8/30/10

Liquid Levain Stage 1

200g Storage starter @ 100% hydration

20g Organic wheat berries (freshly ground)

20g Organic spelt berries (freshly ground)

20g Stone ground rye flour (organic/fresh ground if possible)

40g Bread flour (Gold Medal)

100g Water

400g Total

 

7:00pm - Mix all, cover and let rest for 2-3 hours, or until doubled.

 

Liquid Levain Stage 2

200g Bread Flour

200g Water

200g Liquid levain stage 1

600g Total

 

9:00pm - Mix all, cover and let rest for 2-3 hours, or until doubled.

 

8/31/10

Final Dough

800g Bread flour (Gold Medal)

100g WW flour

100g Rye Flour

675g Water

24g Kosher Salt

600g Liquid levain stage 2

2299g Total dough yield

 

12:15am - Mix all into shaggy dough, cover let autolyse for 30 minutes.  Prepare oiled plastic tub.

12:45am - Turn dough using French fold method with wet hands and dough scraper in bowl  until dough smoothes out and tightens up.  Stop when gluten starts to tear (turn not more than 8-10 times).  Transfer to oiled tub, place in refrigerator at 40-45F.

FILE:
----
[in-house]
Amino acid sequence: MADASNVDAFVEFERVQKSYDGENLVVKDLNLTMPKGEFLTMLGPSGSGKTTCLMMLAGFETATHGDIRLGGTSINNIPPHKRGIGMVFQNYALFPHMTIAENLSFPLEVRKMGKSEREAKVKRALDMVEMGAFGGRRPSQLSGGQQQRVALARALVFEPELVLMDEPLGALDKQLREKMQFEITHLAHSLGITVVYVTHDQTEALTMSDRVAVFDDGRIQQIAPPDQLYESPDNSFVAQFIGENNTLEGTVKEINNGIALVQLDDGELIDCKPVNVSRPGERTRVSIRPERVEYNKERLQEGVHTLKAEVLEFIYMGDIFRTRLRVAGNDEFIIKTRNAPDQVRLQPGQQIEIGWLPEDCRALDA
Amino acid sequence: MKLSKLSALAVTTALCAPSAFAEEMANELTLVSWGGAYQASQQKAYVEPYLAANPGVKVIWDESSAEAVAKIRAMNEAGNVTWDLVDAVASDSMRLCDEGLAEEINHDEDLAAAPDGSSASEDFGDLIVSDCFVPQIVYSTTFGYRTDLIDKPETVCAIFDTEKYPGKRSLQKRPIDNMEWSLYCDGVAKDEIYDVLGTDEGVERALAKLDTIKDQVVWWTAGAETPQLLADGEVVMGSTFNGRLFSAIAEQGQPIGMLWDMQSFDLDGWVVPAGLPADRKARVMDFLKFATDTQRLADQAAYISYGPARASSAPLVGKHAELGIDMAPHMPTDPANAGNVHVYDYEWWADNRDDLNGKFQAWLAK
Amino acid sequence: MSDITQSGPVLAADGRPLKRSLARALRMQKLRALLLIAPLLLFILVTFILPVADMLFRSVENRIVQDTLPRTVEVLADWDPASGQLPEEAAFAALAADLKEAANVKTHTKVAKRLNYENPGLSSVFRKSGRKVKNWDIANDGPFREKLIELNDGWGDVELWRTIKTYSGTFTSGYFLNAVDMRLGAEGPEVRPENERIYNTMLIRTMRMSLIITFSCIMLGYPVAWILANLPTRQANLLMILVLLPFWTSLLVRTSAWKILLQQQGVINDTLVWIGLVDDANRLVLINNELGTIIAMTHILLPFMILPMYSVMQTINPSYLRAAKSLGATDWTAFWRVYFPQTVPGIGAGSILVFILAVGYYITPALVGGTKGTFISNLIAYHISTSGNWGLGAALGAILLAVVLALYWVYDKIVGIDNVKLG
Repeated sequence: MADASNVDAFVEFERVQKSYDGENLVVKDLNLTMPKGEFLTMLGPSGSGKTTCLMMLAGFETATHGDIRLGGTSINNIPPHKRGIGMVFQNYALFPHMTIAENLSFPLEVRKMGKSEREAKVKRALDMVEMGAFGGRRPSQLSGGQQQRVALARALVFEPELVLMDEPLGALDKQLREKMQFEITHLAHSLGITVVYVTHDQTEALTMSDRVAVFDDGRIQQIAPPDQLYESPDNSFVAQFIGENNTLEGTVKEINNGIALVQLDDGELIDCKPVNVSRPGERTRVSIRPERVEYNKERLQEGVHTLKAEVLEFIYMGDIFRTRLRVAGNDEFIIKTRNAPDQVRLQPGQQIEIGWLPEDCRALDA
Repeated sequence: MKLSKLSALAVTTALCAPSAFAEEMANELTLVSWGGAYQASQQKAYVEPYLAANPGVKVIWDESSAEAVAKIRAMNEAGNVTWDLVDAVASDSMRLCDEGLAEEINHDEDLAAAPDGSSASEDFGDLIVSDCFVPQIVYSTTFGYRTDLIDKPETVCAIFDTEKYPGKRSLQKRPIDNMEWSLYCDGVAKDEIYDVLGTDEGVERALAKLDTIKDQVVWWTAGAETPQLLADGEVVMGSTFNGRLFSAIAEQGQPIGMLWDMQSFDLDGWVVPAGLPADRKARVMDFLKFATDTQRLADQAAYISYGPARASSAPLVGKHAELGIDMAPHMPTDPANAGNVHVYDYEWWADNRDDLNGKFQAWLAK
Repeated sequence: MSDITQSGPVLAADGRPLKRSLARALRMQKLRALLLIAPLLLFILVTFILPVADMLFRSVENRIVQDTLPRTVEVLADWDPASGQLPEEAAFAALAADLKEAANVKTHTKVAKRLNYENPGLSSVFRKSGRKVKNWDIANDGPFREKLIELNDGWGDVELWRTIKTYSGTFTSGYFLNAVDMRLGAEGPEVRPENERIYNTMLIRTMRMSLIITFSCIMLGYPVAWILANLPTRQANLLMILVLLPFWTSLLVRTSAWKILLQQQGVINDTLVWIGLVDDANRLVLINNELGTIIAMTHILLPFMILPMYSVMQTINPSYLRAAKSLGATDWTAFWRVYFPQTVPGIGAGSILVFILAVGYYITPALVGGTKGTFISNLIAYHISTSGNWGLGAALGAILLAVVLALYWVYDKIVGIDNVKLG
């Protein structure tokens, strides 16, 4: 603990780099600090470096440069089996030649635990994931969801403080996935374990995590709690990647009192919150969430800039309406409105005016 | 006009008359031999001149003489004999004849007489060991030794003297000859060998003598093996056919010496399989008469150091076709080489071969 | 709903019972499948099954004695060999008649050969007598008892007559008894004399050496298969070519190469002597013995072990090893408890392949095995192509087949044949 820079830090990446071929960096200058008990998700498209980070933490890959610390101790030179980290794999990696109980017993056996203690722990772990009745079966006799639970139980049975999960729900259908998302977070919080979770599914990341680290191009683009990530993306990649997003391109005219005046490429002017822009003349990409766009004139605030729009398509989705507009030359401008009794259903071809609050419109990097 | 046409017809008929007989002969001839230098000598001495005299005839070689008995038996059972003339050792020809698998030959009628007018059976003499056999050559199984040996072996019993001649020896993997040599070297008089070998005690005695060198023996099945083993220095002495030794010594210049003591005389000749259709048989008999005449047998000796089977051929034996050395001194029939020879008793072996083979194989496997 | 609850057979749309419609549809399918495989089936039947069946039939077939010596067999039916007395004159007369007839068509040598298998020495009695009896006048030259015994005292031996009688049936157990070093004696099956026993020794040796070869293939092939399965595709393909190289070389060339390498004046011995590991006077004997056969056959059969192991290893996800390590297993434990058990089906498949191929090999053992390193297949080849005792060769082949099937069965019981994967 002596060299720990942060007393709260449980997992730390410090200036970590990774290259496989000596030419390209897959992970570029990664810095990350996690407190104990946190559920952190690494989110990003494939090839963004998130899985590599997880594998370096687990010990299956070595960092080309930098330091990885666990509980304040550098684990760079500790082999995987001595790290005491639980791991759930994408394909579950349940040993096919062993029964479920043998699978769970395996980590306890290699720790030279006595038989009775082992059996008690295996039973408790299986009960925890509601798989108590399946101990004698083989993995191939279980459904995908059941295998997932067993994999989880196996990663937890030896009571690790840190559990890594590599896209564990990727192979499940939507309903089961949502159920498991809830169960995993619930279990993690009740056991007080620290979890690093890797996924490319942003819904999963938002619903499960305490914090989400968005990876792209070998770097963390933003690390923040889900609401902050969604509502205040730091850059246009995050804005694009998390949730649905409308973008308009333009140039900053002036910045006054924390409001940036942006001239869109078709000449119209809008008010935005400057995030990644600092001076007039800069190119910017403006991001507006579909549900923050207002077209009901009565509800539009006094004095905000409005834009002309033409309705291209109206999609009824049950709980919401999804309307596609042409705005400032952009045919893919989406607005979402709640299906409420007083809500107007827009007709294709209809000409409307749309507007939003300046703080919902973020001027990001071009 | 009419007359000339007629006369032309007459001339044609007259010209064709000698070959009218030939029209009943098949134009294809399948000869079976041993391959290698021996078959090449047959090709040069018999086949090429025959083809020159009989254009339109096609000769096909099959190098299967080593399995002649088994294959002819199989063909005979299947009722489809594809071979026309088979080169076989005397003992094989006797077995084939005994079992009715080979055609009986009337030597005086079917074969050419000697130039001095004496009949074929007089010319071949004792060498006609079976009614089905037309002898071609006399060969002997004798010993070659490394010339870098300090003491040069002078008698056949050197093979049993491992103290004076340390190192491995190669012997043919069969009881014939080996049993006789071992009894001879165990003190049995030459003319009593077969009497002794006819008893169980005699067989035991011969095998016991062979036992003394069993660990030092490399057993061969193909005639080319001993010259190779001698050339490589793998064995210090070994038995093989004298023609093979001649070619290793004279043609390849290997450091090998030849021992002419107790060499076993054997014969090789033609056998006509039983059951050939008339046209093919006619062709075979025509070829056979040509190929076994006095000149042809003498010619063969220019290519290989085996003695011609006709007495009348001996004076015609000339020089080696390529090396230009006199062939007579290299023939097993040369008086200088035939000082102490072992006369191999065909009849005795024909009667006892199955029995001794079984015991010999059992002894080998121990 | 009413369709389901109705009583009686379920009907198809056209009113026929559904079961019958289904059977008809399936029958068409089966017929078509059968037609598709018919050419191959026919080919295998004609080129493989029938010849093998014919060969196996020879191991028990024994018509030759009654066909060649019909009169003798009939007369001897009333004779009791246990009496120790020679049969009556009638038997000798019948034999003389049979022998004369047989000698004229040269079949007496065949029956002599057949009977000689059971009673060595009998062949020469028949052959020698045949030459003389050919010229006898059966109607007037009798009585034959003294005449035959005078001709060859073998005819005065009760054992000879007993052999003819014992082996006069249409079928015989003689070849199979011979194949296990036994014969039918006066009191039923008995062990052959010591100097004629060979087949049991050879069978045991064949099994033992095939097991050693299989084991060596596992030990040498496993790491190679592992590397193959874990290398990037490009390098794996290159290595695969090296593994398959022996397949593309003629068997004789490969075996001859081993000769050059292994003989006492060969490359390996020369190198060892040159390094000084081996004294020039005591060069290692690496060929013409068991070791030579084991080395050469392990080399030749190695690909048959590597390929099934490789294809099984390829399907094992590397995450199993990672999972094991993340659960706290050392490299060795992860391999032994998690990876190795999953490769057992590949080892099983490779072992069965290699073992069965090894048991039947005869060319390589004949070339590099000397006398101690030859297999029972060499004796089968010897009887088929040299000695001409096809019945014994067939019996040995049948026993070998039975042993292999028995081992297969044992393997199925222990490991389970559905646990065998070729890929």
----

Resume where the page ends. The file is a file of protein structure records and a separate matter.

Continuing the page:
1:25am - Turn dough, return to fridge.  Go to bed.

8:35am - Turn dough, return to fridge.  Go to work.

7:20pm - Take dough out of fridge, divide into 4 equal pieces, preshape... (576g approx)

7:30pm - Final shape into boule, place in banneton for proofing, cover with plastic.

8:30pm - Place baking stones in oven on 2 levels along with steam pan, preheat 550F with convection...

9:30pm - Turn convection off.  Turn boules out onto peel, slash as desired, place in oven directly on stone.  When all boules are in, pour 1 cup of water into the steam pan, close door, turn oven down to 450F.  Bake 45 minutes, rotating loaves between stones and positions halfway through bake.  Boules are done when internal temp reaches 205F or more.  Let cool completely before cutting (overnight).

Out of the oven, the boules weighed about 470g, which is about an 18% water loss, which is good.

I'll post a crumbshot tomorrow...